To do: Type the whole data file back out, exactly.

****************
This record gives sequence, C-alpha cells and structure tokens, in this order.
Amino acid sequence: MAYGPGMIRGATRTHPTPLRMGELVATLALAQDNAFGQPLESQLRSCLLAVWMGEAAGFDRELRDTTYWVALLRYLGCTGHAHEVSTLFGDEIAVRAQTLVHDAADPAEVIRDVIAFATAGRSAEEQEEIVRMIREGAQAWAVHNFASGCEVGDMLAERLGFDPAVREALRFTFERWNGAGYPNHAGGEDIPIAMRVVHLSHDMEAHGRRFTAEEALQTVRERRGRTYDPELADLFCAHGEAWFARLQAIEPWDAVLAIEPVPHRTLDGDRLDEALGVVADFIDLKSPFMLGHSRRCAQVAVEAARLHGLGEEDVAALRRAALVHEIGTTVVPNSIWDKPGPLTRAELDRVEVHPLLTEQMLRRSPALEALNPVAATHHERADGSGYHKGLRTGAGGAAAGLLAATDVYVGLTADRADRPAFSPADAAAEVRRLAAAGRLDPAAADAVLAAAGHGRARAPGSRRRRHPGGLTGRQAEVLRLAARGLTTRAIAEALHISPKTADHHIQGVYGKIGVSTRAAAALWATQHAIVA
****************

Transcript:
This record gives sequence, C-alpha cells and structure tokens, in this order.
Amino acid sequence: MAYGPGMIRGATRTHPTPLRMGELVATLALAQDNAFGQPLESQLRSCLLAVWMGEAAGFDRELRDTTYWVALLRYLGCTGHAHEVSTLFGDEIAVRAQTLVHDAADPAEVIRDVIAFATAGRSAEEQEEIVRMIREGAQAWAVHNFASGCEVGDMLAERLGFDPAVREALRFTFERWNGAGYPNHAGGEDIPIAMRVVHLSHDMEAHGRRFTAEEALQTVRERRGRTYDPELADLFCAHGEAWFARLQAIEPWDAVLAIEPVPHRTLDGDRLDEALGVVADFIDLKSPFMLGHSRRCAQVAVEAARLHGLGEEDVAALRRAALVHEIGTTVVPNSIWDKPGPLTRAELDRVEVHPLLTEQMLRRSPALEALNPVAATHHERADGSGYHKGLRTGAGGAAAGLLAATDVYVGLTADRADRPAFSPADAAAEVRRLAAAGRLDPAAADAVLAAAGHGRARAPGSRRRRHPGGLTGRQAEVLRLAARGLTTRAIAEALHISPKTADHHIQGVYGKIGVSTRAAAALWATQHAIVA